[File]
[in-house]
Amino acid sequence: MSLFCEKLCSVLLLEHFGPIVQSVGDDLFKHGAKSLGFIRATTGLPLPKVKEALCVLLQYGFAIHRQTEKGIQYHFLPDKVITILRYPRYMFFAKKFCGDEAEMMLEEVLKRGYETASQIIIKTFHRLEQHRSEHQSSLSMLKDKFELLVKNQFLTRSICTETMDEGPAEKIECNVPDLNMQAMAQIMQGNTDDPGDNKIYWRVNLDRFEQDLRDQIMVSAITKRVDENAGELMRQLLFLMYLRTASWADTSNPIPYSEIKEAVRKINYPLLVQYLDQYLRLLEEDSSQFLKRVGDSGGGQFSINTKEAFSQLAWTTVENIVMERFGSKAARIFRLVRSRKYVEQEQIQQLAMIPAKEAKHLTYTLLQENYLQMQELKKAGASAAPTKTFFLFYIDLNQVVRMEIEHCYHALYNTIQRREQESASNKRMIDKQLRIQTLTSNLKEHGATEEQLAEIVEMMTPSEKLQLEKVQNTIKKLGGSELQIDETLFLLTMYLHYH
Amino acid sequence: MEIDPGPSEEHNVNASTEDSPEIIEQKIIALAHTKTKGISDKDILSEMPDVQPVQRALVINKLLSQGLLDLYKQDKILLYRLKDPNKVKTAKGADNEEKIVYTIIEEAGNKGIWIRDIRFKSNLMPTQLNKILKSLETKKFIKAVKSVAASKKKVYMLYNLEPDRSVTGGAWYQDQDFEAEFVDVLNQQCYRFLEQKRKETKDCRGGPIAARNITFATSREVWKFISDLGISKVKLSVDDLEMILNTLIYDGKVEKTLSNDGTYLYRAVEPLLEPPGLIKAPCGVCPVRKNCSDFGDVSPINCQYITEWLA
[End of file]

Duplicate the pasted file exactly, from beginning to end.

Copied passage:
[in-house]
Amino acid sequence: MSLFCEKLCSVLLLEHFGPIVQSVGDDLFKHGAKSLGFIRATTGLPLPKVKEALCVLLQYGFAIHRQTEKGIQYHFLPDKVITILRYPRYMFFAKKFCGDEAEMMLEEVLKRGYETASQIIIKTFHRLEQHRSEHQSSLSMLKDKFELLVKNQFLTRSICTETMDEGPAEKIECNVPDLNMQAMAQIMQGNTDDPGDNKIYWRVNLDRFEQDLRDQIMVSAITKRVDENAGELMRQLLFLMYLRTASWADTSNPIPYSEIKEAVRKINYPLLVQYLDQYLRLLEEDSSQFLKRVGDSGGGQFSINTKEAFSQLAWTTVENIVMERFGSKAARIFRLVRSRKYVEQEQIQQLAMIPAKEAKHLTYTLLQENYLQMQELKKAGASAAPTKTFFLFYIDLNQVVRMEIEHCYHALYNTIQRREQESASNKRMIDKQLRIQTLTSNLKEHGATEEQLAEIVEMMTPSEKLQLEKVQNTIKKLGGSELQIDETLFLLTMYLHYH
Amino acid sequence: MEIDPGPSEEHNVNASTEDSPEIIEQKIIALAHTKTKGISDKDILSEMPDVQPVQRALVINKLLSQGLLDLYKQDKILLYRLKDPNKVKTAKGADNEEKIVYTIIEEAGNKGIWIRDIRFKSNLMPTQLNKILKSLETKKFIKAVKSVAASKKKVYMLYNLEPDRSVTGGAWYQDQDFEAEFVDVLNQQCYRFLEQKRKETKDCRGGPIAARNITFATSREVWKFISDLGISKVKLSVDDLEMILNTLIYDGKVEKTLSNDGTYLYRAVEPLLEPPGLIKAPCGVCPVRKNCSDFGDVSPINCQYITEWLA